Derivation of Length Contraction (special relativity)

In summary, the derivation for length contraction involves the time dilation equation and the fact that the time taken by the light to do one back and forth is equal to the gamma*time. This ultimately leads to the conclusion that the moving length is equal to the normal length divided by the gamma factor.
  • #1
Chewy0087
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Homework Statement



Show the derivation for legnth contraction, given that from the example given;

The example shows a moving light clock - two walls which are moving in a direction at speed u and a beam of light from wall A to wall B then back to A and so forth.

From Ao (starting point) to B1 (distance moved after the beam has got there)

=t1 = "Moving" legnth / c - u

And from B1 - A2

t1 (2) = "Moving" Length / c + u

Homework Equations



t subscript 1 = 2L / c * sqroot (1 - u²/c²)

Basically the time dilation equation is given (and i managed to work out in an earlier question)

The Attempt at a Solution



Well I added up t1 and t1 (2), to get the time taken by the light to do one back and forth getting;

t1 + t1(2) = gamma*time = 2 * Moving Length / c*(1- u²/c²)

Making Moving length the subject;

Moving Length = (c*(gamma*time))*(1-u²/c²)

Put gamma into the equation;

Moving Length = (c/2)*(1-u²/c²)*2L/(c*sqrt(1-u²/c²))

And from here I'm totally stuck, I do know that the final answer is "Normal" length / gamma but really stuck taking the final steps... :/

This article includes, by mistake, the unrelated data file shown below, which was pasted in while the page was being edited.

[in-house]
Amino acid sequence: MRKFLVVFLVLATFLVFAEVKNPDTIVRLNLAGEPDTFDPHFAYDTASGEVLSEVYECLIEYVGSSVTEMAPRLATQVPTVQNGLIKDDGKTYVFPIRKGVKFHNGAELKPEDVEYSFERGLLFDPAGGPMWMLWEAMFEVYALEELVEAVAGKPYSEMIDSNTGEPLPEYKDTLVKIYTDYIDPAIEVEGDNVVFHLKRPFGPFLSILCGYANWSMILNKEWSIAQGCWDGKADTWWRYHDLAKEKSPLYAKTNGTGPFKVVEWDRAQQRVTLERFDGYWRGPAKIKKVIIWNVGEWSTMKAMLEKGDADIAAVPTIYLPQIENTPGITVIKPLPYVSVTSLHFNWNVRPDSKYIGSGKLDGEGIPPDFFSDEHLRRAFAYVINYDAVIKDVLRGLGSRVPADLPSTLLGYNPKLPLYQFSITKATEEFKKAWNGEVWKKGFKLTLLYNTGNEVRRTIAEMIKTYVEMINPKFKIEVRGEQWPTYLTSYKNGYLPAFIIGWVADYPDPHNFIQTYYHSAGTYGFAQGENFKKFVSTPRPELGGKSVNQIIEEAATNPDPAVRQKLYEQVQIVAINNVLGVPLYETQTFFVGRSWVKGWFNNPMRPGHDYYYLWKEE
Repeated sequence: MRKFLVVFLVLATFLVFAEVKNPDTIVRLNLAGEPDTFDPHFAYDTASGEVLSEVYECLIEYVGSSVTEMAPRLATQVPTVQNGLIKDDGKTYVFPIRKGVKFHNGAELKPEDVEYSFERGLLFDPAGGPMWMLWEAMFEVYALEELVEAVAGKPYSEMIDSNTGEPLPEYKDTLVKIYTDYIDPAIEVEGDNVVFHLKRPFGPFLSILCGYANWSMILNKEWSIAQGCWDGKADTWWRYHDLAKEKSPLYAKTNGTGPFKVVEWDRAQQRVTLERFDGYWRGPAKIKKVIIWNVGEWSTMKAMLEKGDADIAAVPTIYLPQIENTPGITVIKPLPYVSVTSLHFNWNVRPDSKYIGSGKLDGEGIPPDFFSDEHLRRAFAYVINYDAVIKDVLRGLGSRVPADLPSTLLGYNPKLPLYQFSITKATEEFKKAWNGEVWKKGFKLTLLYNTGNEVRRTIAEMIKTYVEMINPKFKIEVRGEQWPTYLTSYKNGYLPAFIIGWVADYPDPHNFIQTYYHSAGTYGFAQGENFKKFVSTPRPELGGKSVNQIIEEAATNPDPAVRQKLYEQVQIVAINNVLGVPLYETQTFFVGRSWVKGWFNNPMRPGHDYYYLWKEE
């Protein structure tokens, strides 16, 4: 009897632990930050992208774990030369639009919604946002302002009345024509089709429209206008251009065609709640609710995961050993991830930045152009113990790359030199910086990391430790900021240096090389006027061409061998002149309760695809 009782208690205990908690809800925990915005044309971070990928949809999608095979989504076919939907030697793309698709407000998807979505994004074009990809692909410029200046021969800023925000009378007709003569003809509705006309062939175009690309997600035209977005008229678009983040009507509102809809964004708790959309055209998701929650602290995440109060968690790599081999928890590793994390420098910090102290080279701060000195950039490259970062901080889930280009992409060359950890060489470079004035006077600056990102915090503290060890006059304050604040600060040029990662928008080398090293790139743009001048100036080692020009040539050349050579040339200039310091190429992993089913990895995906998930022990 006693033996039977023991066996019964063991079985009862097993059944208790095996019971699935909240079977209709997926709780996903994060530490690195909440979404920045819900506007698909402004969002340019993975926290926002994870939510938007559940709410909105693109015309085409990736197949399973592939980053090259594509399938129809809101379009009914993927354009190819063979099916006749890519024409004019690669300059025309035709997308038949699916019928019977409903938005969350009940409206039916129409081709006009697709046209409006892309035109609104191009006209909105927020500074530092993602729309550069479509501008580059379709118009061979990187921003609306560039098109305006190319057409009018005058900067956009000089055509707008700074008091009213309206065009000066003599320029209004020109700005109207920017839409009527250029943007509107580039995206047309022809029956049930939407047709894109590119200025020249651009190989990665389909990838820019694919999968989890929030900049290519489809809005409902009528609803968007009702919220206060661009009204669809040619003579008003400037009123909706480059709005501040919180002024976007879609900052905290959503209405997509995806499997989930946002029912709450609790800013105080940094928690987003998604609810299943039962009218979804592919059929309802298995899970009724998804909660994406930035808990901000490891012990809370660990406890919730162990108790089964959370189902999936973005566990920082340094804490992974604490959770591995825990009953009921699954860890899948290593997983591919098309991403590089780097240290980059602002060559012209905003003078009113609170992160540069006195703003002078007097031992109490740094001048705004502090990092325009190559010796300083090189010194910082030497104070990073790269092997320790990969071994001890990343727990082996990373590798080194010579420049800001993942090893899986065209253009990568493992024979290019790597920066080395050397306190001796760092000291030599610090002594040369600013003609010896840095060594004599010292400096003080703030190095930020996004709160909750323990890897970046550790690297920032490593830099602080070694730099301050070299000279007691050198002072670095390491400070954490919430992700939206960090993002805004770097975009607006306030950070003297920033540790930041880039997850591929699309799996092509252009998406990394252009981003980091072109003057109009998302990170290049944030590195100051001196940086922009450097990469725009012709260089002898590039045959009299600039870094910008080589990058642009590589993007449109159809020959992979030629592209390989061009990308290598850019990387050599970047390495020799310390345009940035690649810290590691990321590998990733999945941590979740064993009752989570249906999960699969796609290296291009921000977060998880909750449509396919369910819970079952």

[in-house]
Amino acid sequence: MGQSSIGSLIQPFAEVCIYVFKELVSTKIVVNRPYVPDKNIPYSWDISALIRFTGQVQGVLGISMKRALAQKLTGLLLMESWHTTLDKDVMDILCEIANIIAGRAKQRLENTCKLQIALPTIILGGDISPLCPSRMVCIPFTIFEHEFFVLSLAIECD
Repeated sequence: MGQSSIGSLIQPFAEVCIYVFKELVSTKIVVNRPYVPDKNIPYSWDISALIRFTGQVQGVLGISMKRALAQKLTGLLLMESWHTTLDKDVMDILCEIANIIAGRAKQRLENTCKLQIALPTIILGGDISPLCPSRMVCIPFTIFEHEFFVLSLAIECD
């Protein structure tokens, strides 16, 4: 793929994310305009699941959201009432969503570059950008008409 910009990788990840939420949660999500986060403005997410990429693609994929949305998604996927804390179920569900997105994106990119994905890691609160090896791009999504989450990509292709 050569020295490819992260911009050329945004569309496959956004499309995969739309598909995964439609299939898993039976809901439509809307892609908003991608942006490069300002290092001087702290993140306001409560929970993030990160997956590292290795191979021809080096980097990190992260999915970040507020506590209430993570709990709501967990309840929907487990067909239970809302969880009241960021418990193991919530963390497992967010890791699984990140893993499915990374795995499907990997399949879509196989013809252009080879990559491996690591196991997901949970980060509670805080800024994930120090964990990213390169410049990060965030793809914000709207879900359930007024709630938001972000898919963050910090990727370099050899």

Any help would be appreciated
 
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  • #2
Chewy0087 said:
t1 + t1(2) = gamma*time = 2 * Moving Length / c*(1- u²/c²)

Making Moving length the subject;

Moving Length = (c*(gamma*time))*(1-u²/c²)
You're missing a factor of 2 here, but you seem to have got it right on the next step.

Put gamma into the equation;

Moving Length = (c/2)*(1-u²/c²)*2L/(c*sqrt(1-u²/c²))

And from here I'm totally stuck, I do know that the final answer is "Normal" length / gamma but really stuck taking the final steps... :/

Any help would be appreciated
By "moving length", do you mean the wall separation measured in the lab frame or the moving (light clock) frame? Think about this.

As far as the math goes, you're nearly done. It's just a matter of canceling out terms from the numerator and denominator.
 

Related to Derivation of Length Contraction (special relativity)

1. What is the concept of length contraction in special relativity?

Length contraction is a phenomenon observed in special relativity where an object's length appears to decrease when it is moving at high speeds relative to an observer.

2. How is length contraction calculated in special relativity?

The formula for length contraction is L = L0 * √(1 - v2/c2), where L0 is the object's rest length, v is its velocity, and c is the speed of light.

3. What does the derivation of length contraction involve?

The derivation of length contraction involves applying the principles of special relativity, including the constancy of the speed of light and the relativity of simultaneity, to derive the formula for length contraction.

4. Why is length contraction important in special relativity?

Length contraction is important in special relativity because it helps explain why objects moving at high speeds appear to be shorter than they actually are. It also plays a crucial role in understanding the effects of time dilation and the relativity of simultaneity.

5. Is length contraction a real physical phenomenon or just a mathematical concept?

Length contraction is a real physical phenomenon that has been experimentally verified. It is not just a mathematical concept, but rather a consequence of the principles of special relativity and the nature of spacetime.

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